Analog and Digital
Analog: something physical with continuous change.
Digital: made of numbers.
Let's record him barking:
Arrow's bark is analog. It is actual pressure waves in the air, so it is physical with continuous change.
Continuous change: changes smoothly ... no sudden breaks.
And the microphone converts that pressure into an electrical signal. It is still analog (the electricity is physical, and has continuous change).
|But when it gets to your computer or phone it gets
converted to digits!
|Thousands of times a second the analog signal is measured by special electronics ... and is then saved as numbers.|
So the "sound" is now "12, 25, 39, 52, 68, 71, 78, 82, 82, 79, 70, 59, ..." (in fact it would be in binary, so would be something like "000011000001100100100111...")
It is now digital!
Notice the digital data has sudden jumps up and down ... it does not change continuously.
It is Discrete Data: that means it can only be certain values (such as 1, 2, 3, etc).
Digital data is very easy for computers and phones to use. It can be saved, shared electronically, sent all over the world quickly and more.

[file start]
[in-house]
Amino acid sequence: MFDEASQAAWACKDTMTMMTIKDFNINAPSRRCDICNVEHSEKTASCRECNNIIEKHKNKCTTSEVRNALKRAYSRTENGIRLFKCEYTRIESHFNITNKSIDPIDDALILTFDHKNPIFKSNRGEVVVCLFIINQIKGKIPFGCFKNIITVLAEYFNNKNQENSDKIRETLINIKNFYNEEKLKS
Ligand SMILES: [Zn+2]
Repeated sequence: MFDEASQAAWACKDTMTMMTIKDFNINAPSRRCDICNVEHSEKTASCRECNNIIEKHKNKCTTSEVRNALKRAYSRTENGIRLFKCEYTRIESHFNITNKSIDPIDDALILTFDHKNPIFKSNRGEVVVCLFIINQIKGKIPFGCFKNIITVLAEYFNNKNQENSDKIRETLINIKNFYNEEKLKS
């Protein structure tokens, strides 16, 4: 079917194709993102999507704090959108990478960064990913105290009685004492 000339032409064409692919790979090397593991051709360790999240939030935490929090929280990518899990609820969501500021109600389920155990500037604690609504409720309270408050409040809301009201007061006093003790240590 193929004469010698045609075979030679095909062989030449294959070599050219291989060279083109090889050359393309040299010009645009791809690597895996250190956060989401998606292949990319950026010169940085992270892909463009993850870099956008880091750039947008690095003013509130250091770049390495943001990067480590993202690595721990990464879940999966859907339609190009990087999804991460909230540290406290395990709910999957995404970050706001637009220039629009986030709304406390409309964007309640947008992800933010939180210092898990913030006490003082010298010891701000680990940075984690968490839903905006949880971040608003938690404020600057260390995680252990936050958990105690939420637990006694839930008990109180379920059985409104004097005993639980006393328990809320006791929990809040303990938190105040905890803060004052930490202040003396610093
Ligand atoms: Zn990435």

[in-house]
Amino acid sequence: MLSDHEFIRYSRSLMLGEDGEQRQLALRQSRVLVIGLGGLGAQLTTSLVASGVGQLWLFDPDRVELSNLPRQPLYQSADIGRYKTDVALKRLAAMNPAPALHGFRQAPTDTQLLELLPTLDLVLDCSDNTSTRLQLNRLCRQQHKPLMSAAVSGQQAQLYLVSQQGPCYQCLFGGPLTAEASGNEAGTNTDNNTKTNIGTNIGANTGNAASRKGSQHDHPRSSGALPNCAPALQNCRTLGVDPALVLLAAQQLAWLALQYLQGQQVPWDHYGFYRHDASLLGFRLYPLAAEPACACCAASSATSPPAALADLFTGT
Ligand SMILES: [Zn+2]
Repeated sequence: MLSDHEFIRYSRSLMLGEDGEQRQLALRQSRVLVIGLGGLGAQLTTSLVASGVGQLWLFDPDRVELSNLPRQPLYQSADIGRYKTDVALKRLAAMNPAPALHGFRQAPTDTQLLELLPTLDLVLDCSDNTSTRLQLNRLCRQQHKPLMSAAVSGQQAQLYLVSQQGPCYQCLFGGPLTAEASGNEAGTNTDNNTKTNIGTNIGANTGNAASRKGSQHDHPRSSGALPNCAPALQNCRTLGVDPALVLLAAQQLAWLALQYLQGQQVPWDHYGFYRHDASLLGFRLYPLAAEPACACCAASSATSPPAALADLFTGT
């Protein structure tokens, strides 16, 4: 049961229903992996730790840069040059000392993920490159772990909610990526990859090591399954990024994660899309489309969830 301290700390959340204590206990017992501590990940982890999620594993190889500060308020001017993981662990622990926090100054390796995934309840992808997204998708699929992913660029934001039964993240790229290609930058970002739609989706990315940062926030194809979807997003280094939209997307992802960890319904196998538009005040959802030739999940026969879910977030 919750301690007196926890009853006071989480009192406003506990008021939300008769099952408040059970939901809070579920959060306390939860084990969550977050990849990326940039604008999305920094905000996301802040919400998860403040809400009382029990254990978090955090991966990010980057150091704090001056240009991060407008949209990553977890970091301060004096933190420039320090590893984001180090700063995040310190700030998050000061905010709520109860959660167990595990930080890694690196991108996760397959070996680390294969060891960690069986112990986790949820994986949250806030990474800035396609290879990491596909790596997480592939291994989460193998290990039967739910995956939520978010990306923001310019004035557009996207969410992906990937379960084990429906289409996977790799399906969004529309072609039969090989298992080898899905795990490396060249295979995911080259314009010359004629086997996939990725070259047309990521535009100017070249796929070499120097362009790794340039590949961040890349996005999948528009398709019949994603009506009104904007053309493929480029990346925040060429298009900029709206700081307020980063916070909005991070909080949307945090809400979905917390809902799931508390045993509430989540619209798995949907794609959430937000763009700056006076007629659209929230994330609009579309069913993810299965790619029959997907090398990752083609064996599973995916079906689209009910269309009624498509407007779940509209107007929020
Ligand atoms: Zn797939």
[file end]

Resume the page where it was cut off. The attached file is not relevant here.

How can we hear Digits?
Easy! The numbers are used to control the size of an electrical signal, which is analog.
|Digital becomes Analog|
The electricity can be sent to a speaker ...
... to make sound waves again!
It should sound very much like the original bark (but not perfectly so!)
A similar thing happens when you take a picture.
Light (which is analog) gets projected onto a grid of millions of little sensors inside the camera:
The camera measures the light at each point and produces numbers.
The picture is now digital!
Look really closely at a digital picture ... it is made up of millions of little squares called "pixels":
Each "pixel" is made using a hexadecimal color number.
Digital IS Numbers
So digital pictures, music, videos etc are actually stored on your computer or phone as numbers.